Here’s one of my favorites:
The stories are undeniably charming. They also made me wonder: Why do we let kids have all the fun? It seems that most mature, serious, un-illustrated literature focuses on people dolefully pondering their broken relationships. Who decided it’s inappropriate for 24-year-olds to giggle at talking sharks or romping polar bears? Not me. This Saturday night I’m not reading Dostoyevsky or Ian McEwan. I’m reading kids' books.
12/6/2007 6:02:49 PM
A weekly email newsletter called The First Weekenders Group is rallying “as many people as possible to buy tickets for the opening weekend of films by women directors,” according to an article in the Fall issue of Ms. Magazine (article not available online). Subscribers receive updates on upcoming films by women including where and when the films are released. The e-newsletter is published by MoviesByWomen.com, “an informal group” aimed at increasing the number of women working in film and other media by exposing their work to a wide audience.
Director Allison Anders writes on the site:
Box office is one of the strongest tools we have toward preserving our ability to make our movies. We really can make a difference by purchasing a ticket each opening weekend to a movie made by a woman, even if you don't like the movie or the filmmaker and even if you don't see the film. By doing this you increase the chances of greater diversity on the movie screens across the country which is good for all of us.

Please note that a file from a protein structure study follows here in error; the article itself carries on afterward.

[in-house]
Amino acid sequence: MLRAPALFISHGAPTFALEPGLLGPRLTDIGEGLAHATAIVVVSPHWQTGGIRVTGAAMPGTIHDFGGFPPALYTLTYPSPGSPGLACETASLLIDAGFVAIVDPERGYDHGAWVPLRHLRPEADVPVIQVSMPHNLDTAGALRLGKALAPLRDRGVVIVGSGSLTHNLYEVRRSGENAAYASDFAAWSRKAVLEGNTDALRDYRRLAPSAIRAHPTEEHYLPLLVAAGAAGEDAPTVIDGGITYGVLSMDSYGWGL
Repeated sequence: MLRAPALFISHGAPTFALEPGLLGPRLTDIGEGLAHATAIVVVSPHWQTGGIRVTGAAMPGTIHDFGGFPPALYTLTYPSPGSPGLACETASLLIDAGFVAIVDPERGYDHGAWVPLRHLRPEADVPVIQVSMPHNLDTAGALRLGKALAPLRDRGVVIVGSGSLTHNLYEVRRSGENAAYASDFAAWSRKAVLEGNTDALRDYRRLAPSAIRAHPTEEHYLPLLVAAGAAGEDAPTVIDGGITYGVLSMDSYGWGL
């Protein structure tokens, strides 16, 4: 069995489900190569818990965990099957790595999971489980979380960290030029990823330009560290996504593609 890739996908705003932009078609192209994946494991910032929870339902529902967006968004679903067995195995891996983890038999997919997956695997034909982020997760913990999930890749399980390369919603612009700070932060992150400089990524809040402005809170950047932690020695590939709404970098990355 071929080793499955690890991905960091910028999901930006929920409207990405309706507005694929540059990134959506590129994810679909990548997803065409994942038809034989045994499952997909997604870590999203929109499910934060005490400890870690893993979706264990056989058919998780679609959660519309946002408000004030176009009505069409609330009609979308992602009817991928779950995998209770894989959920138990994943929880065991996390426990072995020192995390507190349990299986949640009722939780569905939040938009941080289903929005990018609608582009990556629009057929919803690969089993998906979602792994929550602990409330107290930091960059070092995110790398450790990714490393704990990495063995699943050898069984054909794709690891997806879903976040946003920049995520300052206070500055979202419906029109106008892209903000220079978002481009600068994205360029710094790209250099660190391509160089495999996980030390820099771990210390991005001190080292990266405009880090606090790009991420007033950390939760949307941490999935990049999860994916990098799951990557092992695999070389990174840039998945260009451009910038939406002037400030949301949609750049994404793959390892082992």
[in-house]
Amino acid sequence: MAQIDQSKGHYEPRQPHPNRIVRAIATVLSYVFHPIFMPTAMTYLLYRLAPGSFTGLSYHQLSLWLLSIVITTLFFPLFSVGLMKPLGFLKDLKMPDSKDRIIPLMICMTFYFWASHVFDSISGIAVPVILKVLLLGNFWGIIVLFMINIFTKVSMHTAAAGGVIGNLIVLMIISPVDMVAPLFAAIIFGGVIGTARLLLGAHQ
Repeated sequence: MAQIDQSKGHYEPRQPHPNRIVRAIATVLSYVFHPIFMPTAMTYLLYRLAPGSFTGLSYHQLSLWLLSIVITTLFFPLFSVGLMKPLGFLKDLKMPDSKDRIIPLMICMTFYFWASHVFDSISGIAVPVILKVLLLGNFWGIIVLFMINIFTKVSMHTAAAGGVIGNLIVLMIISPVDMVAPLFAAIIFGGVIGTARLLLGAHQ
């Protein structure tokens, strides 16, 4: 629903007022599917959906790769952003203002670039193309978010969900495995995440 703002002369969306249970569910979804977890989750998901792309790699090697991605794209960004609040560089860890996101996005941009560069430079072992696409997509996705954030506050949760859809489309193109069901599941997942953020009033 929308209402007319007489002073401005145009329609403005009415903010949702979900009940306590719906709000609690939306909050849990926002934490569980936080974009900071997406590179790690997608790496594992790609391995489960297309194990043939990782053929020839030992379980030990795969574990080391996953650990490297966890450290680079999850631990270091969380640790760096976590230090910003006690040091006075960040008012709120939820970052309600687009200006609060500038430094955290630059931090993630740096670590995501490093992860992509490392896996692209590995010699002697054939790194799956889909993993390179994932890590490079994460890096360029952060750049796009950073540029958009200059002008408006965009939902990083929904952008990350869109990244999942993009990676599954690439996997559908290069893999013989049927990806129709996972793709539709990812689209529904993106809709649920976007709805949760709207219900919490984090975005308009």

To subscribe to The First Weekenders Group newsletter click here.
12/4/2007 4:08:30 PM
In “Design Solutions” in the September-October issue of Good, Tucker Viemeister praises the progressive City and Country School of New York City for having a playground designed to hurt children.
Well, not quite, but the schoolyard, which features a railless jungle gym and slide among its playground equipment, is meant to teach kids that life is full of hard knocks, and if you’re not careful you’ll get a scraped knee. Viemeister writes, “To grow, we need to take chances. Progress is littered with mistakes and accidents.”
The school’s founder, Caroline Pratt, organized the school in 1914 under the belief that kids learn by engaging in open-ended problem-solving in which they have a real investment in the outcome. Now, me, I always thought it was the kiss that made the boo-boo worth it. —Jason Ericson